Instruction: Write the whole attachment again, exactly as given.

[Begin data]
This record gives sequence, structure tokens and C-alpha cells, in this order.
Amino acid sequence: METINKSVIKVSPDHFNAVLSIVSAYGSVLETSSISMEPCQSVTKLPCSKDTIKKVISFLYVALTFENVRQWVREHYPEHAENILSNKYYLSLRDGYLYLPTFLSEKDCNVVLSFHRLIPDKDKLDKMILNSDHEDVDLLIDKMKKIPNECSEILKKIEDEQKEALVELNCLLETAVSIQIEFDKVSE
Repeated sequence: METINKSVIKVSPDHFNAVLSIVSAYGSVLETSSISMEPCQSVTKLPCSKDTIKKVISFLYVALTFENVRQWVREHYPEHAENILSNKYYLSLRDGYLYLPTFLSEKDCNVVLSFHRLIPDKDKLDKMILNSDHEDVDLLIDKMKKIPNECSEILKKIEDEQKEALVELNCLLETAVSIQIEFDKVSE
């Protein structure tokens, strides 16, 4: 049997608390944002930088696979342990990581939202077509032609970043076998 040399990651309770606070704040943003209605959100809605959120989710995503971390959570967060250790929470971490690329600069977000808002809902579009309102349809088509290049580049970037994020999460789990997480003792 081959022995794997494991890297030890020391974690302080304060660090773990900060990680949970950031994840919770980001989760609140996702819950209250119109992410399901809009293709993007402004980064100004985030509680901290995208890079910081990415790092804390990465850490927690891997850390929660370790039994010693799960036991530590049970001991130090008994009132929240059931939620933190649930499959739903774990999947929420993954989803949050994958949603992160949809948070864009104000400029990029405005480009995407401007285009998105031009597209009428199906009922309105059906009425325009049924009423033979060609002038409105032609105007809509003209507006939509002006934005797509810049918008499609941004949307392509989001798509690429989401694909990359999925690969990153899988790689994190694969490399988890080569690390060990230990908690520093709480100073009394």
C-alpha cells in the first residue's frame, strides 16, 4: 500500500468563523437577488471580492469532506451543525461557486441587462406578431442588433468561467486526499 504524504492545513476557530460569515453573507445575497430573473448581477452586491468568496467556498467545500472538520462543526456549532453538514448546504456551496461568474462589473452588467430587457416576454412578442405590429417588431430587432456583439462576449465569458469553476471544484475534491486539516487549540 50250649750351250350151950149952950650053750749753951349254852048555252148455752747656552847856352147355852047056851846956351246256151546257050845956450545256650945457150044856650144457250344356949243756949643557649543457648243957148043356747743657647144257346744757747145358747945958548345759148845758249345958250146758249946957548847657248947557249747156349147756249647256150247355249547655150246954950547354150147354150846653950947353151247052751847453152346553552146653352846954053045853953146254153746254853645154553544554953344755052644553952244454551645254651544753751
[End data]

This record gives sequence, structure tokens and C-alpha cells, in this order.
Amino acid sequence: METINKSVIKVSPDHFNAVLSIVSAYGSVLETSSISMEPCQSVTKLPCSKDTIKKVISFLYVALTFENVRQWVREHYPEHAENILSNKYYLSLRDGYLYLPTFLSEKDCNVVLSFHRLIPDKDKLDKMILNSDHEDVDLLIDKMKKIPNECSEILKKIEDEQKEALVELNCLLETAVSIQIEFDKVSE
Repeated sequence: METINKSVIKVSPDHFNAVLSIVSAYGSVLETSSISMEPCQSVTKLPCSKDTIKKVISFLYVALTFENVRQWVREHYPEHAENILSNKYYLSLRDGYLYLPTFLSEKDCNVVLSFHRLIPDKDKLDKMILNSDHEDVDLLIDKMKKIPNECSEILKKIEDEQKEALVELNCLLETAVSIQIEFDKVSE
């Protein structure tokens, strides 16, 4: 049997608390944002930088696979342990990581939202077509032609970043076998 040399990651309770606070704040943003209605959100809605959120989710995503971390959570967060250790929470971490690329600069977000808002809902579009309102349809088509290049580049970037994020999460789990997480003792 081959022995794997494991890297030890020391974690302080304060660090773990900060990680949970950031994840919770980001989760609140996702819950209250119109992410399901809009293709993007402004980064100004985030509680901290995208890079910081990415790092804390990465850490927690891997850390929660370790039994010693799960036991530590049970001991130090008994009132929240059931939620933190649930499959739903774990999947929420993954989803949050994958949603992160949809948070864009104000400029990029405005480009995407401007285009998105031009597209009428199906009922309105059906009425325009049924009423033979060609002038409105032609105007809509003209507006939509002006934005797509810049918008499609941004949307392509989001798509690429989401694909990359999925690969990153899988790689994190694969490399988890080569690390060990230990908690520093709480100073009394």
C-alpha cells in the first residue's frame, strides 16, 4: 500500500468563523437577488471580492469532506451543525461557486441587462406578431442588433468561467486526499 504524504492545513476557530460569515453573507445575497430573473448581477452586491468568496467556498467545500472538520462543526456549532453538514448546504456551496461568474462589473452588467430587457416576454412578442405590429417588431430587432456583439462576449465569458469553476471544484475534491486539516487549540 50250649750351250350151950149952950650053750749753951349254852048555252148455752747656552847856352147355852047056851846956351246256151546257050845956450545256650945457150044856650144457250344356949243756949643557649543457648243957148043356747743657647144257346744757747145358747945958548345759148845758249345958250146758249946957548847657248947557249747156349147756249647256150247355249547655150246954950547354150147354150846653950947353151247052751847453152346553552146653352846954053045853953146254153746254853645154553544554953344755052644553952244454551645254651544753751